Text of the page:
Harrisburg -- Pennsylvania Attorney General Josh Shapiro joined a group of 39 Attorneys General in urging Congress to help ensure that all Americans, particularly those in rural areas, have home internet connectivity to participate in telemedicine, teleschooling, and telework as part of any new COVID-19 relief or recovery bills.
As U.S. residents know after weeks of learning, working, socializing, and seeking healthcare from home during COVID-19, internet access is critical for basic needs.
“During this emergency where nearly 1 in 3 Pennsylvanians are out of work and millions are at home, it’s crucial that everyone has access to fast, reliable internet. Too many towns—particularly in rural Pennsylvania— have been left behind while broadband is needed for school, for telework, and to access resources including unemployment compensation and healthcare,” said Attorney General Shapiro. “I’m calling on Congress to step in and deliver what Pennsylvanians need during this crisis -- high speed internet access -- no matter what county they live in.”
Because of this widespread support, the bipartisan National Association of Attorneys General (NAAG) has adopted this position as official policy - a strong show of support for expanded broadband throughout the country.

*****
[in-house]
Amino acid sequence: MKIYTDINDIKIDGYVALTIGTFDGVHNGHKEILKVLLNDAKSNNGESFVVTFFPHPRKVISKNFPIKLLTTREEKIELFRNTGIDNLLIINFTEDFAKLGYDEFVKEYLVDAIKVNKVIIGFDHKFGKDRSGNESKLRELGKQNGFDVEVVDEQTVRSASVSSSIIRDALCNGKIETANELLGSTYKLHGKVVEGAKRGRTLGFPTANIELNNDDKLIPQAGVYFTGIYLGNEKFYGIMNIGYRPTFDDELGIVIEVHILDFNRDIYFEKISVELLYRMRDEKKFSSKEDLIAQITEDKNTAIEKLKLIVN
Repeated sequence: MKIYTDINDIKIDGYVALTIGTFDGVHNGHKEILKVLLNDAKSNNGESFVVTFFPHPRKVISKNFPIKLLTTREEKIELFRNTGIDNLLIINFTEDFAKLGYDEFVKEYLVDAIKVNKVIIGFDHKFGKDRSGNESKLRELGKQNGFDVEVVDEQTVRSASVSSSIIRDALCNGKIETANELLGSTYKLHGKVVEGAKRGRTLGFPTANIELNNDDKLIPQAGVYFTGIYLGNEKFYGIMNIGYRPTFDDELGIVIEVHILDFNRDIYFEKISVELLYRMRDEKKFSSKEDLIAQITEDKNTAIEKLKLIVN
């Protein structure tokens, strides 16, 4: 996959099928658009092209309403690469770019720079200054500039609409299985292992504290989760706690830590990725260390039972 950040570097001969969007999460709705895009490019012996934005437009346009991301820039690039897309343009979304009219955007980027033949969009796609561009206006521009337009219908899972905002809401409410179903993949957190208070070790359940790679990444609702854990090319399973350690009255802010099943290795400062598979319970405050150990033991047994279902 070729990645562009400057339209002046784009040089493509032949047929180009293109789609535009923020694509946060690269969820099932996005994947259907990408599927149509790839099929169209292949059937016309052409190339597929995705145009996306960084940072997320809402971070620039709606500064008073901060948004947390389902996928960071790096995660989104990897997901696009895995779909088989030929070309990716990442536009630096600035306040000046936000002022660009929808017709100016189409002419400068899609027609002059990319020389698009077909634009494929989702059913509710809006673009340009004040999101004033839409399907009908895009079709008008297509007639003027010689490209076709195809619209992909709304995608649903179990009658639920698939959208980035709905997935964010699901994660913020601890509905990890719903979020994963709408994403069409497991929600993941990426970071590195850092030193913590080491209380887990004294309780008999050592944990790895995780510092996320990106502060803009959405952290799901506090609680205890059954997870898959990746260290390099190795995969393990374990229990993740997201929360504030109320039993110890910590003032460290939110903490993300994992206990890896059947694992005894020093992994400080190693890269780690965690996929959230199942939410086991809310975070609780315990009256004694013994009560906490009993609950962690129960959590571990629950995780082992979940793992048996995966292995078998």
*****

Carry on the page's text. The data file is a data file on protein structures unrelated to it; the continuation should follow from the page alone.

The Attorneys General appreciate the independent efforts of various companies to increase access by waiving late fees or providing free or discounted access to students and medical providers, but they believe that a national solution is required. They agree that if Congress does not act, disparities in internet connectivity can worsen existing gaps in educational and health outcomes along lines of geography, economic resources, and race.
In a letter sent to Congressional leaders, the Attorneys General urged Congress to:
- Provide state, territorial, and local governments with adequate funding expressly dedicated to ensuring that all students and patients, especially senior citizens who are at risk, have adequate internet-enabled technology to participate equally in online learning and telemedicine.
- Increase funding to the U.S. Federal Communication Commission Universal Service Fund, which provides vital funding to rural and low-income populations, healthcare providers, and educators with the goal of bridging the digital divide.
- With public health experts warning that a second wave of coronavirus infections may require teleschooling and telemedicine to continue for millions of Americans throughout 2020, working quickly is critical.
The partnership of states' and territories' Attorneys General also includes: Colorado, Montana, Nebraska, North Carolina, Alaska, American Samoa, Connecticut, Delaware, District of Columbia, Florida, Guam Hawaii, Idaho, Illinois, Iowa, Kansas, Maine, Maryland, Massachusetts, Michigan, Minnesota, Missouri, Nevada, New Jersey, New Mexico, New York, Oklahoma, Oregon, Puerto Rico, Rhode Island, South Dakota, Tennessee, Utah, Vermont, Virginia, Washington, West Virginia, and Wisconsin.